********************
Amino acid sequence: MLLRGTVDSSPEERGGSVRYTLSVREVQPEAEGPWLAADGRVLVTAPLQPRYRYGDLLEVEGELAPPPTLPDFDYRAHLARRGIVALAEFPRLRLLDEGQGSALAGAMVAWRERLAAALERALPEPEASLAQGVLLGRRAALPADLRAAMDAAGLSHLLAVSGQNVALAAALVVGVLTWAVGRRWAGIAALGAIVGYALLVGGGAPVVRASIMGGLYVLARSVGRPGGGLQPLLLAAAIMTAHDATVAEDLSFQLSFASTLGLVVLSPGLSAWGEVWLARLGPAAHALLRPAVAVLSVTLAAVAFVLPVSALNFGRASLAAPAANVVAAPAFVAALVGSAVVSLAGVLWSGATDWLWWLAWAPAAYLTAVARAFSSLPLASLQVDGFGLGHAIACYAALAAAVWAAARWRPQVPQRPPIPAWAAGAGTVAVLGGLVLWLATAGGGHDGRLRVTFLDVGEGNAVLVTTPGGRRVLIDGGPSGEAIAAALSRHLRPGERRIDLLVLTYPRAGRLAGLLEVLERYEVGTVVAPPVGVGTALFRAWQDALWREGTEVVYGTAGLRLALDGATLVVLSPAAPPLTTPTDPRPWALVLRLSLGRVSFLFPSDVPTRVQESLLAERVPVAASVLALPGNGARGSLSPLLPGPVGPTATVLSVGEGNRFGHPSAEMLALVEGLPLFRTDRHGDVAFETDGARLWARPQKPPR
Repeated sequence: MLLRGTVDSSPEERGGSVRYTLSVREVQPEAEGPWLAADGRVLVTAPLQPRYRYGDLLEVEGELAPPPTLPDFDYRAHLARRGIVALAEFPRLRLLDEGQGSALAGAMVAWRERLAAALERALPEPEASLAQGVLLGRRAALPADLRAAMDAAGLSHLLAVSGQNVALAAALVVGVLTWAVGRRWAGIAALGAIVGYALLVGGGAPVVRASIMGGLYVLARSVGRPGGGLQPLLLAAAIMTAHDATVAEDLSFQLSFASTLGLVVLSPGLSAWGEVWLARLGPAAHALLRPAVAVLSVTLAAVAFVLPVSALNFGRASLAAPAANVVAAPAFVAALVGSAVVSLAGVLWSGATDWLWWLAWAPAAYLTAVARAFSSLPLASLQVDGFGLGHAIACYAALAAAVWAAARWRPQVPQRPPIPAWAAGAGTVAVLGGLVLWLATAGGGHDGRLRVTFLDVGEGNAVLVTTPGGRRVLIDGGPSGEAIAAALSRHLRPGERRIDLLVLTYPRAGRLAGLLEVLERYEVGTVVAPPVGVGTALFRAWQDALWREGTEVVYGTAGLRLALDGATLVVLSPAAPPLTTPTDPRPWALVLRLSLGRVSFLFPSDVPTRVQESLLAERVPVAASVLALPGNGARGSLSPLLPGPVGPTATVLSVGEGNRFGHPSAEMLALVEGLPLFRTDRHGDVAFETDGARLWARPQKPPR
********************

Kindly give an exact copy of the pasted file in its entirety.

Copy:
Amino acid sequence: MLLRGTVDSSPEERGGSVRYTLSVREVQPEAEGPWLAADGRVLVTAPLQPRYRYGDLLEVEGELAPPPTLPDFDYRAHLARRGIVALAEFPRLRLLDEGQGSALAGAMVAWRERLAAALERALPEPEASLAQGVLLGRRAALPADLRAAMDAAGLSHLLAVSGQNVALAAALVVGVLTWAVGRRWAGIAALGAIVGYALLVGGGAPVVRASIMGGLYVLARSVGRPGGGLQPLLLAAAIMTAHDATVAEDLSFQLSFASTLGLVVLSPGLSAWGEVWLARLGPAAHALLRPAVAVLSVTLAAVAFVLPVSALNFGRASLAAPAANVVAAPAFVAALVGSAVVSLAGVLWSGATDWLWWLAWAPAAYLTAVARAFSSLPLASLQVDGFGLGHAIACYAALAAAVWAAARWRPQVPQRPPIPAWAAGAGTVAVLGGLVLWLATAGGGHDGRLRVTFLDVGEGNAVLVTTPGGRRVLIDGGPSGEAIAAALSRHLRPGERRIDLLVLTYPRAGRLAGLLEVLERYEVGTVVAPPVGVGTALFRAWQDALWREGTEVVYGTAGLRLALDGATLVVLSPAAPPLTTPTDPRPWALVLRLSLGRVSFLFPSDVPTRVQESLLAERVPVAASVLALPGNGARGSLSPLLPGPVGPTATVLSVGEGNRFGHPSAEMLALVEGLPLFRTDRHGDVAFETDGARLWARPQKPPR
Repeated sequence: MLLRGTVDSSPEERGGSVRYTLSVREVQPEAEGPWLAADGRVLVTAPLQPRYRYGDLLEVEGELAPPPTLPDFDYRAHLARRGIVALAEFPRLRLLDEGQGSALAGAMVAWRERLAAALERALPEPEASLAQGVLLGRRAALPADLRAAMDAAGLSHLLAVSGQNVALAAALVVGVLTWAVGRRWAGIAALGAIVGYALLVGGGAPVVRASIMGGLYVLARSVGRPGGGLQPLLLAAAIMTAHDATVAEDLSFQLSFASTLGLVVLSPGLSAWGEVWLARLGPAAHALLRPAVAVLSVTLAAVAFVLPVSALNFGRASLAAPAANVVAAPAFVAALVGSAVVSLAGVLWSGATDWLWWLAWAPAAYLTAVARAFSSLPLASLQVDGFGLGHAIACYAALAAAVWAAARWRPQVPQRPPIPAWAAGAGTVAVLGGLVLWLATAGGGHDGRLRVTFLDVGEGNAVLVTTPGGRRVLIDGGPSGEAIAAALSRHLRPGERRIDLLVLTYPRAGRLAGLLEVLERYEVGTVVAPPVGVGTALFRAWQDALWREGTEVVYGTAGLRLALDGATLVVLSPAAPPLTTPTDPRPWALVLRLSLGRVSFLFPSDVPTRVQESLLAERVPVAASVLALPGNGARGSLSPLLPGPVGPTATVLSVGEGNRFGHPSAEMLALVEGLPLFRTDRHGDVAFETDGARLWARPQKPPR